12. 13. The process of claim 11 wherein said yeast is Baker''s yeast.
  13. 14. A process of producing xylose from spent sulfite liquors containing lignins and monosaccharides comprising: a. passing said spent sulfite liquors in an aqueous medium through an anionic ion exchange resin bed to remove the lignins from said aqueous medium; b. fermenting the lignin-free aqueous effluent with a hexose fermenting yeast which is inert to pentoses; and c. passing said fermented aqueous effluent through a cationic ion exchange resin bed and through an anionic ion exchange resin bed to produce an aqueous effluent containing xylose free of hexoses.
  14. 15. The process of claim 14 wherein said yeast is Baker''s yeast.
  15. 16. The process of claim 14 wherein said fermentation is carried out at a pH of 3 to 7 and at a temperature of from 5* to 40 * C.
  16. 17. A process of producing xylitol from spent sulfite liquors containing lignins and monosaccharides comprising: a. passing said spent sulfite liquors in an aqueous medium through an anionic ion exchange resin bed to remove the lignins from said aqueous medium; b. fermenting said lignin-free aqueous medium with a hexose fermenting yeast which is inert to pentoses; c. passing said fermented aqueous medium through a cationic ion exchange resin bed and through an anionic ion exchange resin bed to produce an aqueous effluent containing xylose free of hexose; and d. hydrogenating said aqueous effluent to convert the xylose therein to xylitol.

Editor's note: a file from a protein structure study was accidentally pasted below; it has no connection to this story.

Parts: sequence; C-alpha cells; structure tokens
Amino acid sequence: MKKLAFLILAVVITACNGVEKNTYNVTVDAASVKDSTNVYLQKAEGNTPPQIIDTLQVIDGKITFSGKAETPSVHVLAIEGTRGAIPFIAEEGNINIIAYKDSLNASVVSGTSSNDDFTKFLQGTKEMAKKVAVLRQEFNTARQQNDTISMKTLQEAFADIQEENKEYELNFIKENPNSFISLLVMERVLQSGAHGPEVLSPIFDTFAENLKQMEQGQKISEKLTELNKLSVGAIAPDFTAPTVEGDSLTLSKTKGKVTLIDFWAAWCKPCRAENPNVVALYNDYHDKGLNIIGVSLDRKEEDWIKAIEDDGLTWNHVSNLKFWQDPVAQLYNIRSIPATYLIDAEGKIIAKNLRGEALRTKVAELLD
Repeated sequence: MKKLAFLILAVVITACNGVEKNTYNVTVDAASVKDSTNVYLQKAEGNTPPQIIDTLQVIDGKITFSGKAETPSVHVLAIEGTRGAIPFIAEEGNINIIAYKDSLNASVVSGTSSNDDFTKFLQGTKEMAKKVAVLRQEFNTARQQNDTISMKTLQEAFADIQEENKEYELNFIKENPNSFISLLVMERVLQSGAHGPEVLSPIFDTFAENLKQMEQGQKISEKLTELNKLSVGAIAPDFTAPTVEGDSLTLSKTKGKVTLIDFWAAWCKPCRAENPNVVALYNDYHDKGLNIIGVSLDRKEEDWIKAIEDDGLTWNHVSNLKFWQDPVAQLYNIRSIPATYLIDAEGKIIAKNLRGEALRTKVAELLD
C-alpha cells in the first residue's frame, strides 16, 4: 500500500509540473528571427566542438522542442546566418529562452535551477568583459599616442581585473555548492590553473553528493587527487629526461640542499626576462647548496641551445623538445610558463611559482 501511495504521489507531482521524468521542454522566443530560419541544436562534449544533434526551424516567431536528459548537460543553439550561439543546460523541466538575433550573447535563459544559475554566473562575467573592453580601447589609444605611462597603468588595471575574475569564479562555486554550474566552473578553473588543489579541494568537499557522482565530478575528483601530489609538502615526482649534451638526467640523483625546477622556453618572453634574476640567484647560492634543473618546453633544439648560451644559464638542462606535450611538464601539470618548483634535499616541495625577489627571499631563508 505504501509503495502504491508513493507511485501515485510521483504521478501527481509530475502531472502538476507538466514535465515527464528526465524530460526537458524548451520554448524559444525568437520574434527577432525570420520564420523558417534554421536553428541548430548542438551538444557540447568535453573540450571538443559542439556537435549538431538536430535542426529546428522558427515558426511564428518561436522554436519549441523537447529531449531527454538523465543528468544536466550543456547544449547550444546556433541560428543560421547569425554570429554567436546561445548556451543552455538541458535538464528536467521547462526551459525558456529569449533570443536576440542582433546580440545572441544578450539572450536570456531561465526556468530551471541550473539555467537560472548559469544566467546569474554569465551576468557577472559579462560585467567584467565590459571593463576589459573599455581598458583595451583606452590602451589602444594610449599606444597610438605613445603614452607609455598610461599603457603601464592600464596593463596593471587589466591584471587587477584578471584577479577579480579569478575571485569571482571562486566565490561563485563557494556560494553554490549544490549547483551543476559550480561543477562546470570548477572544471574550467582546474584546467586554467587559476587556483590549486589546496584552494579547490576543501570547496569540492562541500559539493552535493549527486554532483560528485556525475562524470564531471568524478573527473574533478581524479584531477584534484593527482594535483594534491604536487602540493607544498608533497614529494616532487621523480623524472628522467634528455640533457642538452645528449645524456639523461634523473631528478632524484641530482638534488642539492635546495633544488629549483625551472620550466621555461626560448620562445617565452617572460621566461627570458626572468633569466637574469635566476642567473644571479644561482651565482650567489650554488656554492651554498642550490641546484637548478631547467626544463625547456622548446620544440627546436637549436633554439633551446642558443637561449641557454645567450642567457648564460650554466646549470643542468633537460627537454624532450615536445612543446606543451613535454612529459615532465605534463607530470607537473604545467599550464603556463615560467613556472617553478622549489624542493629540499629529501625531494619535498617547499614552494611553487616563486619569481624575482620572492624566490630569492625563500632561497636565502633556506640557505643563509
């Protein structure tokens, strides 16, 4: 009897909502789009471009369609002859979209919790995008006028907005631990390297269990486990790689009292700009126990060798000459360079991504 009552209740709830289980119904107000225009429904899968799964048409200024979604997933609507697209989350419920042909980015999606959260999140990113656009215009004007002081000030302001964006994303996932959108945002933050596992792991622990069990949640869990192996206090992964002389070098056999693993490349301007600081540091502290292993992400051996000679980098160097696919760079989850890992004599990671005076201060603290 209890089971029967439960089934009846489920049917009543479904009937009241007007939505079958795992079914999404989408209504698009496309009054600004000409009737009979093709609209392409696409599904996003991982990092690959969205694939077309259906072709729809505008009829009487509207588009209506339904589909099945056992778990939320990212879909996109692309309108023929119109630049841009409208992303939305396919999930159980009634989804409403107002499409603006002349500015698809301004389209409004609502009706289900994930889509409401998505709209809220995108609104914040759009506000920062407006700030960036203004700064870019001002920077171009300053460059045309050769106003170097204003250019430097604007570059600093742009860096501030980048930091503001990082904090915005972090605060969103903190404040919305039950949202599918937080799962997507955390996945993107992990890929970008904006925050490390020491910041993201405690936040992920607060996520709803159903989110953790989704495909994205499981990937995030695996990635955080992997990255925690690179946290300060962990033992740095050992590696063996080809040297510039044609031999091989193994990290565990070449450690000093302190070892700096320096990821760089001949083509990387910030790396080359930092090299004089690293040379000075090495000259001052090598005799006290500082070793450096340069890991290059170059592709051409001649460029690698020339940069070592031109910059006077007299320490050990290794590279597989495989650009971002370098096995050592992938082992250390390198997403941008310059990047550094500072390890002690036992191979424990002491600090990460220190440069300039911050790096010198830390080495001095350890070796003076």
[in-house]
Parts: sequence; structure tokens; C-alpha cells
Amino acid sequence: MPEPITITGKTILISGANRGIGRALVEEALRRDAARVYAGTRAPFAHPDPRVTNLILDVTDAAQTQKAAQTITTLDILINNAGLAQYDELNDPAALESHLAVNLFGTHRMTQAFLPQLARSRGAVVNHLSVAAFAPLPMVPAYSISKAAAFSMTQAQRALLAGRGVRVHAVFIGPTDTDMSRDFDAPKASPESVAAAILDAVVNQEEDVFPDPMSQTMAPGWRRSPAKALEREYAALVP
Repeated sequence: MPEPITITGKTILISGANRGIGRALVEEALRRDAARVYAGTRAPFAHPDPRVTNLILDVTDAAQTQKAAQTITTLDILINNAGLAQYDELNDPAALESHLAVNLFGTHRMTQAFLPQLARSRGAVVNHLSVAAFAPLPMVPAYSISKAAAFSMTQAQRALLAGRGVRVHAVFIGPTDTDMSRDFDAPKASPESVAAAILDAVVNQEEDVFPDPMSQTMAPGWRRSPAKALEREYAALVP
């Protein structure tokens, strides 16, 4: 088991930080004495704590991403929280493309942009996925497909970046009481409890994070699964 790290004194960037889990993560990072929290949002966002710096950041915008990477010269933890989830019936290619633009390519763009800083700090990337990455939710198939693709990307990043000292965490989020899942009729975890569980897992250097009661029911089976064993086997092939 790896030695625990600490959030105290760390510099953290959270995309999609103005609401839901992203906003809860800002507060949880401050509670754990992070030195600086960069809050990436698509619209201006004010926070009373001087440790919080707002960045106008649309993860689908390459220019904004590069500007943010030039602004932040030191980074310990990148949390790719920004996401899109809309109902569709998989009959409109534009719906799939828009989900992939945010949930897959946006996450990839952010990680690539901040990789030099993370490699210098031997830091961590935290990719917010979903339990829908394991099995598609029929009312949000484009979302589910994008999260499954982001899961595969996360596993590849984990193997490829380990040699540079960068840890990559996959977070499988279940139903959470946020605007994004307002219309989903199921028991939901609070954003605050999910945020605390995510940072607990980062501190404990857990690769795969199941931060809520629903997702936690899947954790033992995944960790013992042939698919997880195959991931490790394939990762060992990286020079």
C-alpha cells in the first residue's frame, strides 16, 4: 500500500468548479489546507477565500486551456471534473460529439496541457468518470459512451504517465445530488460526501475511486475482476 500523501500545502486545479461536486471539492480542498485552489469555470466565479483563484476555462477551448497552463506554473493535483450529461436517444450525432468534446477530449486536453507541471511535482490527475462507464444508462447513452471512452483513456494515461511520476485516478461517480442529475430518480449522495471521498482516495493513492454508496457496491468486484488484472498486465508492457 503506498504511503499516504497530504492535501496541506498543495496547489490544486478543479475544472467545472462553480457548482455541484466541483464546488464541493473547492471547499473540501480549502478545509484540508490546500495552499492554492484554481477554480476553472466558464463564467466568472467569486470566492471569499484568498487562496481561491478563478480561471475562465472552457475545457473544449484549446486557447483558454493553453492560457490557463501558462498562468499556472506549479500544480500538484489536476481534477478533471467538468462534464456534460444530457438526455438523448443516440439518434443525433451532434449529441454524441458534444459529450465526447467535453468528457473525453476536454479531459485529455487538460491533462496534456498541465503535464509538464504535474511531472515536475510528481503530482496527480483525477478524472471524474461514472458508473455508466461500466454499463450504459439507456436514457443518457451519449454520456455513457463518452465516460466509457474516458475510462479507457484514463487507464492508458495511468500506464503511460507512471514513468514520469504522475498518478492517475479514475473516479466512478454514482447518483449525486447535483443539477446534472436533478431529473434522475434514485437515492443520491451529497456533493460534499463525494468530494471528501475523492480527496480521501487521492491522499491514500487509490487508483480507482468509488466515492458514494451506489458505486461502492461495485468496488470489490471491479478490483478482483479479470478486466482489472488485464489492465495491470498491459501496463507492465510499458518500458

17. 18. The process of claim 17 wherein said yeast is Baker''s yeast.
  18. 19. The process of claim 17 wherein said fermentation is carried out at a pH of 3 to 7 and at a temperature of from 5* to 40* C.
  19. 20. The process of claim 17 wherein said hydrogenation is carried out in the presence of a Raney-nickel catalyst.
US863333A 1969-10-02 1969-10-02 Manufacture of xylitol Expired - Lifetime US3627636A (en)

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US3854995A (en) * 1973-03-19 1974-12-17 Sanyo Kokusaku Pulp Co Process for the recovery of sugars from spent sulfite liquor
US3878851A (en) * 1973-03-08 1975-04-22 Liggett & Myers Inc Tobacco casing material
US3985815A (en) * 1972-10-10 1976-10-12 Hoffmann-La Roche Inc. Aqueous crystallization of xylitol
US4066711A (en) * 1976-03-15 1978-01-03 Suomen Sokeri Osakeyhtio (Finnish Sugar Company) Method for recovering xylitol
US4072628A (en) * 1974-11-05 1978-02-07 Ici Americas Inc. Regeneration of supported ruthenium catalyst
US4239922A (en) * 1978-06-22 1980-12-16 Benckiser-Knapsack Gmbh Xylose and xylitol separately purified in same ion exchanger
US4381345A (en) * 1981-05-08 1983-04-26 Uop Inc. Pretreatment of glucose feedstock with reducing agents
US5096820A (en) * 1989-10-04 1992-03-17 Roquette Freres Process for manufacturing xylitol and xylitol-rich products
US20020164731A1 (en) * 1990-01-15 2002-11-07 Olli-Pekka Eroma Process for the simultaneous production of xylitol and ethanol
US6528292B1 (en) * 1987-05-29 2003-03-04 Aventis Pharmaceuticals Holdings Inc. Derivatized polystyrene and other polymer supports for spectroscopic studies